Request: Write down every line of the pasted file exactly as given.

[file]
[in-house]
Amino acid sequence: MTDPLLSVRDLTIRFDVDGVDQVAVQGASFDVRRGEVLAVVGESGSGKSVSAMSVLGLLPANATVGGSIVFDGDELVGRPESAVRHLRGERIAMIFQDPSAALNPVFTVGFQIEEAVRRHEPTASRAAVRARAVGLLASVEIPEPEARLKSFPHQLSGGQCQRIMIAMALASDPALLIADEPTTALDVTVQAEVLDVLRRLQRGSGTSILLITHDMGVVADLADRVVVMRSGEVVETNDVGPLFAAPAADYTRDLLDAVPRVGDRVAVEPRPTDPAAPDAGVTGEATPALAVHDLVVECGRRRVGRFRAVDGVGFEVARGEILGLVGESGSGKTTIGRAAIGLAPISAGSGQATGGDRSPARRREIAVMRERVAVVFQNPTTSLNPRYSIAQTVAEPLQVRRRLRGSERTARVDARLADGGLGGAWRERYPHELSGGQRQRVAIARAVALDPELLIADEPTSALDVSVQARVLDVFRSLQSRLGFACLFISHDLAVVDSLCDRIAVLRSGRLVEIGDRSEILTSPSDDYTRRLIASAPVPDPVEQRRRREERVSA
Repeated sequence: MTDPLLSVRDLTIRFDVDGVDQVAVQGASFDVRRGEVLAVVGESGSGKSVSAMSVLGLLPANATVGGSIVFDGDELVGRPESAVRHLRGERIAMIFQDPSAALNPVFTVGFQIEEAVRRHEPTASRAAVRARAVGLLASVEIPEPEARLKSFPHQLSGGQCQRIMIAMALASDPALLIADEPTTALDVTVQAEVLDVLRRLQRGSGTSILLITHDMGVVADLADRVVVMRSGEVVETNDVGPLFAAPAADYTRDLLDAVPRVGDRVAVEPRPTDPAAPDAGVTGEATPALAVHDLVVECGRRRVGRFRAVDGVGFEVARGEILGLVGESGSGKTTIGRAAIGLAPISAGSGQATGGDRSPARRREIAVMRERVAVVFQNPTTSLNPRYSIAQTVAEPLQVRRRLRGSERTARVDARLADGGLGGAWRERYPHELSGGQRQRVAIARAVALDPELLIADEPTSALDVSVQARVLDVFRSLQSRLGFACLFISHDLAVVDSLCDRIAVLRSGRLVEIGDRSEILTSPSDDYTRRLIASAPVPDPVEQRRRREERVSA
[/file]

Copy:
[in-house]
Amino acid sequence: MTDPLLSVRDLTIRFDVDGVDQVAVQGASFDVRRGEVLAVVGESGSGKSVSAMSVLGLLPANATVGGSIVFDGDELVGRPESAVRHLRGERIAMIFQDPSAALNPVFTVGFQIEEAVRRHEPTASRAAVRARAVGLLASVEIPEPEARLKSFPHQLSGGQCQRIMIAMALASDPALLIADEPTTALDVTVQAEVLDVLRRLQRGSGTSILLITHDMGVVADLADRVVVMRSGEVVETNDVGPLFAAPAADYTRDLLDAVPRVGDRVAVEPRPTDPAAPDAGVTGEATPALAVHDLVVECGRRRVGRFRAVDGVGFEVARGEILGLVGESGSGKTTIGRAAIGLAPISAGSGQATGGDRSPARRREIAVMRERVAVVFQNPTTSLNPRYSIAQTVAEPLQVRRRLRGSERTARVDARLADGGLGGAWRERYPHELSGGQRQRVAIARAVALDPELLIADEPTSALDVSVQARVLDVFRSLQSRLGFACLFISHDLAVVDSLCDRIAVLRSGRLVEIGDRSEILTSPSDDYTRRLIASAPVPDPVEQRRRREERVSA
Repeated sequence: MTDPLLSVRDLTIRFDVDGVDQVAVQGASFDVRRGEVLAVVGESGSGKSVSAMSVLGLLPANATVGGSIVFDGDELVGRPESAVRHLRGERIAMIFQDPSAALNPVFTVGFQIEEAVRRHEPTASRAAVRARAVGLLASVEIPEPEARLKSFPHQLSGGQCQRIMIAMALASDPALLIADEPTTALDVTVQAEVLDVLRRLQRGSGTSILLITHDMGVVADLADRVVVMRSGEVVETNDVGPLFAAPAADYTRDLLDAVPRVGDRVAVEPRPTDPAAPDAGVTGEATPALAVHDLVVECGRRRVGRFRAVDGVGFEVARGEILGLVGESGSGKTTIGRAAIGLAPISAGSGQATGGDRSPARRREIAVMRERVAVVFQNPTTSLNPRYSIAQTVAEPLQVRRRLRGSERTARVDARLADGGLGGAWRERYPHELSGGQRQRVAIARAVALDPELLIADEPTSALDVSVQARVLDVFRSLQSRLGFACLFISHDLAVVDSLCDRIAVLRSGRLVEIGDRSEILTSPSDDYTRRLIASAPVPDPVEQRRRREERVSA